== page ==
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The Ghosts of Martyrs Square: An Eyewitness Account of Lebanon's Life Struggle Hardcover – Bargain Price, April 13, 2010


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Product Details

  • Hardcover: 336 pages
  • Publisher: Simon & Schuster (April 13, 2010)
  • Language: English
  • ISBN-10: 1416598626
  • ASIN: B004AYCX52
  • Product Dimensions: 9.3 x 6.2 x 1.3 inches
  • Shipping Weight: 1.2 pounds
  • Average Customer Review: 4.4 out of 5 stars  See all reviews (8 customer reviews)
  • Amazon Best Sellers Rank: #2,300,407 in Books (See Top 100 in Books)

Editorial Reviews

Review

Luminous ...  a masterly portrait of the human condition in circumstances of unique stress.
Brett Stephens - The Wall Street Journal

[I]lluminating and knowledgeable ... [Young] is an expert guide to the complex and frequently deadly machinations of Lebanese politics.
Adam LeBor - The New York Times

[E]xtraordinary ... seamlessly interweaves history, political analysis and personal anecdote.
Rayyan al-Shawaf - The Toronto Globe and Mail

[E]asily ... the best book about Lebanon in a generation.
Michael Rubin - Commentary

[A] sober and lucid acclamation of those elements of Lebanese society that both constitute a liberal identity and are antithetical to it.
Elias Muhanna - The Nation

[A] deeply personal effort ... also the definitive book about contemporary Lebanon"
Lee Smith - The American Interest

[A] beautifully written, at times lyrical account of [Lebanon's] tumultuous recent history... [C]arries even more resonance today, as ... popular revolutions in the Arab world have brought down two authoritarian governments and may very well bring about the downfall of other[s] ...
James Kirchick - World Affairs Journal

Excerpt. © Reprinted by permission. All rights reserved.

A Voluptuous Vibration

If men and women began to live their ephemeral dreams, every phantom would become a person with whom to begin a story of pursuits, pretenses, misunderstandings, clashes, oppressions, and the carousel of fantasies would stop.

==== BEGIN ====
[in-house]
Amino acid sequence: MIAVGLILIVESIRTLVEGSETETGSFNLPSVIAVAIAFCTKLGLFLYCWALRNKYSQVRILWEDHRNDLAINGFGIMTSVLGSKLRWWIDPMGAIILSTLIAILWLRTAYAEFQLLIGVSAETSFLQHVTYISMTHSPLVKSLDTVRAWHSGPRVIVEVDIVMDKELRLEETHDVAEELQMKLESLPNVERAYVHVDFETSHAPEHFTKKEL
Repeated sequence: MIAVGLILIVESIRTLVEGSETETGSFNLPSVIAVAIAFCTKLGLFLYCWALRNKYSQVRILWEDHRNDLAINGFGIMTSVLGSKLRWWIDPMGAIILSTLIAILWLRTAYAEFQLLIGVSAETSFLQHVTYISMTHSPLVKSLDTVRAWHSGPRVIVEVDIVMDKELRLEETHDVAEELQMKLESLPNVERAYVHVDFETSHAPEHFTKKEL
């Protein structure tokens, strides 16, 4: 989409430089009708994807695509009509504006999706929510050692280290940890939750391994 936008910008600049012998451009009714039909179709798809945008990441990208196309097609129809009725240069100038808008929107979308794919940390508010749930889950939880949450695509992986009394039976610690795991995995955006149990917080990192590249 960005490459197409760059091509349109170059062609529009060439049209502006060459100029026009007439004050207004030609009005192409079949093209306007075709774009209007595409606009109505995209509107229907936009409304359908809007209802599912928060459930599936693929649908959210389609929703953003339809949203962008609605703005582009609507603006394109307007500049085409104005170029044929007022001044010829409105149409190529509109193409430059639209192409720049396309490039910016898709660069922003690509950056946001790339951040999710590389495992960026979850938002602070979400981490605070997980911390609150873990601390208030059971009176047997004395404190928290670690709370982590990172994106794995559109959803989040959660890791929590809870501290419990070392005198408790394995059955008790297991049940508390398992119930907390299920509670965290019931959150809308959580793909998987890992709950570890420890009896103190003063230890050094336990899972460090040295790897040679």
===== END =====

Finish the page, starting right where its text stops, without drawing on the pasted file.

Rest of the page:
Italo Calvino, Invisible Cities

THE PEOPLE GATHER at the top of Martyrs Square, near where, some weeks earlier, he had addressed those demanding that the Syrian army leave Lebanon. It is June 4, 2005, and the procession—large but not nearly as large as the journalist Samir Kassir deserves—is there to accompany him in the one starring role (his brashness notwithstanding) that he would have surely preferred to delay.

Two days earlier—it was nearly 11 A.M.—Kassir had sat down in his silver Alfa Romeo in an eastern Beirut neighborhood. One or several people were watching him and detonated a bomb under his car, killing Kassir instantly.

At that moment a great deal was ended: the biting pen of one of Lebanon’s most daring political commentators and a scholar of the modern Middle East; but also the venomous antagonism between Kassir and a Lebanese intelligence official, who a few years earlier had had the writer harassed after being criticized in two impertinent articles. The bullying continued to the end. When he was killed, Kassir was about to pick up a bodyguard—really more a burly driver accompanying him about town.

Not long after Kassir’s assassination, the intelligence official was on the front page of the daily Al-Hayat peddling his version of events in a ten-part interview, as he defended a career brusquely terminated because of the Syrian pullout in April 2005. With his patrons gone, it was said that Major General Jamil al-Sayyed spent much time at the beach—an anteroom to irrelevance for a man moved by the tremors of authority and intrigue. But then things changed. Within weeks the beachcomber had become a jailbird, one of four Lebanese security and intelligence officials arrested as suspects in the February 14 assassination of Rafiq al-Hariri, Lebanon’s onetime prime minister. Hariri’s killing had prompted weeks of demonstrations against Syria at Martyrs Square, leading to the Syrian departure, Damascus being the prime suspect, indeed the only one, in the crime.

Kassir’s funeral procession makes its way toward Nijmeh Square in Beirut’s downtown area, the location of parliament and the Greek Orthodox St. Georges Church, where the requiem mass will be celebrated. A dozen or so members of the Democratic Left movement, to which Kassir belonged, hold up the casket at arms’ length. Someone shouts, “Applaud the hero,” and we applaud, because Kassir was nothing if not a superior performance. In the Lebanese tradition, when a young man dies, the funeral is often conducted as a wedding never had. There are horns and mourners feigning happiness, while a white casket, usually open, is pumped up and down by pallbearers in a wild salsa of death. Kassir’s casket is being made to dance too, but this is no commemoration of aborted youth. Married twice, with two daughters, Kassir has instead been transformed into a medium of rage, his coffin waved angrily at the doors of parliament—though why parliament is not clear. There is something unbecoming about it all: the manipulation of a dead man; the immoderation that permeates Lebanese grief; a vague sense that the ceremony might dissolve into mayhem. But there is also a sense that this funeral means something, whether Beirut’s streets are packed with onlookers or not.